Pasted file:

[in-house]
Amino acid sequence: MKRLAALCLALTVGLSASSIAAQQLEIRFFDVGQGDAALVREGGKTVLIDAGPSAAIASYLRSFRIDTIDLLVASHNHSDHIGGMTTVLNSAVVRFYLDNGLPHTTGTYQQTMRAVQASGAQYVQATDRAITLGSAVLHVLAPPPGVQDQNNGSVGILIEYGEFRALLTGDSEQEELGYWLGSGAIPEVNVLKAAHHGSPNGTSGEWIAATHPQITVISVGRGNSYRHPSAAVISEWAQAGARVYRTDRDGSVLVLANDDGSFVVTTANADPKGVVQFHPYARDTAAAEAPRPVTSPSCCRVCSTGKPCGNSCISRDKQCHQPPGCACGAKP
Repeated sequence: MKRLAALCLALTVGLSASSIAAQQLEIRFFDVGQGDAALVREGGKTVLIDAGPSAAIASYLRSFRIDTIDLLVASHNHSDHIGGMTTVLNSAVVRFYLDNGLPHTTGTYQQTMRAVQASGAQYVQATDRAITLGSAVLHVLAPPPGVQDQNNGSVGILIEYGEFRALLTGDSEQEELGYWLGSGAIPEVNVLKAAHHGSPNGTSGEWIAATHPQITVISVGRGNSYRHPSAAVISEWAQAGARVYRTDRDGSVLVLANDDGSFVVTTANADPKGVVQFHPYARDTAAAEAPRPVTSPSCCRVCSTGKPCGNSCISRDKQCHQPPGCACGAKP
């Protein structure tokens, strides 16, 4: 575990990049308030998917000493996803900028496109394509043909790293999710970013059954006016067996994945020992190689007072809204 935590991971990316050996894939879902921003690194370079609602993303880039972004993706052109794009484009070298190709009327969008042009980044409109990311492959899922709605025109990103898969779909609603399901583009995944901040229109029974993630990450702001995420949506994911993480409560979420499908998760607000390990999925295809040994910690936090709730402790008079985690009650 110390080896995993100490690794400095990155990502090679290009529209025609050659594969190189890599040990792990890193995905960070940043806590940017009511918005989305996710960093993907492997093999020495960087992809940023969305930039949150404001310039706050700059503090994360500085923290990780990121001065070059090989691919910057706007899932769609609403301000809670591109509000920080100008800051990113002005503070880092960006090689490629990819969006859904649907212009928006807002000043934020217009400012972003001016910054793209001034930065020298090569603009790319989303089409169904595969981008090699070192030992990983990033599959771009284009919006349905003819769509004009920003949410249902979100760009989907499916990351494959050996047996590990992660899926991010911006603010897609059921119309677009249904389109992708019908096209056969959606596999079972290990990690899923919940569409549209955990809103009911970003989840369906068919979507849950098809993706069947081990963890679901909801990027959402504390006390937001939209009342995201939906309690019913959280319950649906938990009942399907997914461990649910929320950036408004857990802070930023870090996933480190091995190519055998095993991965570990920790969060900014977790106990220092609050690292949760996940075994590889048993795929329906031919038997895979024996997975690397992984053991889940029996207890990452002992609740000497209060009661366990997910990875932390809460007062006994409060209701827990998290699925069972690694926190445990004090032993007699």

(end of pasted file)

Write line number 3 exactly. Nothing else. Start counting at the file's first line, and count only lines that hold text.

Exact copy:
Repeated sequence: MKRLAALCLALTVGLSASSIAAQQLEIRFFDVGQGDAALVREGGKTVLIDAGPSAAIASYLRSFRIDTIDLLVASHNHSDHIGGMTTVLNSAVVRFYLDNGLPHTTGTYQQTMRAVQASGAQYVQATDRAITLGSAVLHVLAPPPGVQDQNNGSVGILIEYGEFRALLTGDSEQEELGYWLGSGAIPEVNVLKAAHHGSPNGTSGEWIAATHPQITVISVGRGNSYRHPSAAVISEWAQAGARVYRTDRDGSVLVLANDDGSFVVTTANADPKGVVQFHPYARDTAAAEAPRPVTSPSCCRVCSTGKPCGNSCISRDKQCHQPPGCACGAKP